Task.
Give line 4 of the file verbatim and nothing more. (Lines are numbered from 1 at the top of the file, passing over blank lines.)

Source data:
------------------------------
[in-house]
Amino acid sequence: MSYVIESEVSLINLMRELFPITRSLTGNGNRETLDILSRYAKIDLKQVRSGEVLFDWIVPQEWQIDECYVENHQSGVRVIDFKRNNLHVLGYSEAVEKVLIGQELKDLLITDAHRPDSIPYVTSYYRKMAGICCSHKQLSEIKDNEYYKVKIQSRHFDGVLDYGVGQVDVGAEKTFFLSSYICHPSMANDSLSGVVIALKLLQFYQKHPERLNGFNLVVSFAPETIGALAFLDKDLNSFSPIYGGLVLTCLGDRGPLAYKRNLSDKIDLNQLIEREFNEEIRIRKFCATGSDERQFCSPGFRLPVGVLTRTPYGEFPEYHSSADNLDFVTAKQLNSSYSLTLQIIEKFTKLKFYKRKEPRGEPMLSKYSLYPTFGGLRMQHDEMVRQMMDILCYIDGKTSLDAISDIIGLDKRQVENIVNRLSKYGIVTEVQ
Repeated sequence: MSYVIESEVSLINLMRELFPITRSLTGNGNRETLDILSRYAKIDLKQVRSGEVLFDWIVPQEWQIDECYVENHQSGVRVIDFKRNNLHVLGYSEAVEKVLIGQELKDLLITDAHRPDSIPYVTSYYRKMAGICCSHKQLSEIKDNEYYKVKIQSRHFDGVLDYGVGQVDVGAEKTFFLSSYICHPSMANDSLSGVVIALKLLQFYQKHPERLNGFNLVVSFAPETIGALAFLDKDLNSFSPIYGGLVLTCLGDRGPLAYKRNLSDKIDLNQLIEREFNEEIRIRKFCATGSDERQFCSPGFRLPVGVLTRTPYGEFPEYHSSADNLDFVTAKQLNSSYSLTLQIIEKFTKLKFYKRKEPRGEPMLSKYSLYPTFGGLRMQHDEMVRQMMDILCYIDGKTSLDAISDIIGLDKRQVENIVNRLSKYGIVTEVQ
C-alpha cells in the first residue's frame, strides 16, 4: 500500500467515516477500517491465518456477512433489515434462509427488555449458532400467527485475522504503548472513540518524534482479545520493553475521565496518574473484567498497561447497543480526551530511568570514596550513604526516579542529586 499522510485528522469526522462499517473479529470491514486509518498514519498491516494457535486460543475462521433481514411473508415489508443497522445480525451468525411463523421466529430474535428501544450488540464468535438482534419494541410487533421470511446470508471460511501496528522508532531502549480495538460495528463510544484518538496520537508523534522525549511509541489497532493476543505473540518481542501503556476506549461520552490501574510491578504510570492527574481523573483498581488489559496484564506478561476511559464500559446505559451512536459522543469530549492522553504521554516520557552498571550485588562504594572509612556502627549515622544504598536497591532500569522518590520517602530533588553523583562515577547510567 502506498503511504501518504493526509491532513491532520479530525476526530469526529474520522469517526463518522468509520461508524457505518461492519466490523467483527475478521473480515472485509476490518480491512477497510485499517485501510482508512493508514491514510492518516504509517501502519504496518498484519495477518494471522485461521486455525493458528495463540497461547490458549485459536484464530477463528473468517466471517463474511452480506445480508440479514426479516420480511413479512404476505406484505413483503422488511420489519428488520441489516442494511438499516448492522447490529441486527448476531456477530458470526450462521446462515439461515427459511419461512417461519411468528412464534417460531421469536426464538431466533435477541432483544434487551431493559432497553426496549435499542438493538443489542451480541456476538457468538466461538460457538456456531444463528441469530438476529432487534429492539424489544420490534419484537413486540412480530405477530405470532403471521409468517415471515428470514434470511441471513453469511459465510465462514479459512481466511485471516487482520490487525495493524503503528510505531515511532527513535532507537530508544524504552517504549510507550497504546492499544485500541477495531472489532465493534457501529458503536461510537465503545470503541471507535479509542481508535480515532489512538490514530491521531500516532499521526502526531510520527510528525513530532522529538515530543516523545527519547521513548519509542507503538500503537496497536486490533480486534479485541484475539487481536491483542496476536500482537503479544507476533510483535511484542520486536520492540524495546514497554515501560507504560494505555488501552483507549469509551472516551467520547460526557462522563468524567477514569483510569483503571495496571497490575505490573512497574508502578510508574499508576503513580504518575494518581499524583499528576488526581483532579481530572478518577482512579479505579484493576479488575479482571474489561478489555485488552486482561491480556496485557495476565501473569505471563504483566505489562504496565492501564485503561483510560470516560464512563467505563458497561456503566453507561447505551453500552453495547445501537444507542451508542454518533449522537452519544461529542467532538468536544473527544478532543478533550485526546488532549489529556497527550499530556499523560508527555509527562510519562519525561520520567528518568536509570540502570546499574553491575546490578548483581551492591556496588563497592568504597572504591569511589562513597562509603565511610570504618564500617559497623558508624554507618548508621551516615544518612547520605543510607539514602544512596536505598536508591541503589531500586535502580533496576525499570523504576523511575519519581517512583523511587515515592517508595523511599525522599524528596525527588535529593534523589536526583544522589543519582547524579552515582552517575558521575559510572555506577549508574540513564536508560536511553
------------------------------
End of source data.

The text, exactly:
C-alpha cells in the first residue's frame, strides 16, 4: 500500500467515516477500517491465518456477512433489515434462509427488555449458532400467527485475522504503548472513540518524534482479545520493553475521565496518574473484567498497561447497543480526551530511568570514596550513604526516579542529586 499522510485528522469526522462499517473479529470491514486509518498514519498491516494457535486460543475462521433481514411473508415489508443497522445480525451468525411463523421466529430474535428501544450488540464468535438482534419494541410487533421470511446470508471460511501496528522508532531502549480495538460495528463510544484518538496520537508523534522525549511509541489497532493476543505473540518481542501503556476506549461520552490501574510491578504510570492527574481523573483498581488489559496484564506478561476511559464500559446505559451512536459522543469530549492522553504521554516520557552498571550485588562504594572509612556502627549515622544504598536497591532500569522518590520517602530533588553523583562515577547510567 502506498503511504501518504493526509491532513491532520479530525476526530469526529474520522469517526463518522468509520461508524457505518461492519466490523467483527475478521473480515472485509476490518480491512477497510485499517485501510482508512493508514491514510492518516504509517501502519504496518498484519495477518494471522485461521486455525493458528495463540497461547490458549485459536484464530477463528473468517466471517463474511452480506445480508440479514426479516420480511413479512404476505406484505413483503422488511420489519428488520441489516442494511438499516448492522447490529441486527448476531456477530458470526450462521446462515439461515427459511419461512417461519411468528412464534417460531421469536426464538431466533435477541432483544434487551431493559432497553426496549435499542438493538443489542451480541456476538457468538466461538460457538456456531444463528441469530438476529432487534429492539424489544420490534419484537413486540412480530405477530405470532403471521409468517415471515428470514434470511441471513453469511459465510465462514479459512481466511485471516487482520490487525495493524503503528510505531515511532527513535532507537530508544524504552517504549510507550497504546492499544485500541477495531472489532465493534457501529458503536461510537465503545470503541471507535479509542481508535480515532489512538490514530491521531500516532499521526502526531510520527510528525513530532522529538515530543516523545527519547521513548519509542507503538500503537496497536486490533480486534479485541484475539487481536491483542496476536500482537503479544507476533510483535511484542520486536520492540524495546514497554515501560507504560494505555488501552483507549469509551472516551467520547460526557462522563468524567477514569483510569483503571495496571497490575505490573512497574508502578510508574499508576503513580504518575494518581499524583499528576488526581483532579481530572478518577482512579479505579484493576479488575479482571474489561478489555485488552486482561491480556496485557495476565501473569505471563504483566505489562504496565492501564485503561483510560470516560464512563467505563458497561456503566453507561447505551453500552453495547445501537444507542451508542454518533449522537452519544461529542467532538468536544473527544478532543478533550485526546488532549489529556497527550499530556499523560508527555509527562510519562519525561520520567528518568536509570540502570546499574553491575546490578548483581551492591556496588563497592568504597572504591569511589562513597562509603565511610570504618564500617559497623558508624554507618548508621551516615544518612547520605543510607539514602544512596536505598536508591541503589531500586535502580533496576525499570523504576523511575519519581517512583523511587515515592517508595523511599525522599524528596525527588535529593534523589536526583544522589543519582547524579552515582552517575558521575559510572555506577549508574540513564536508560536511553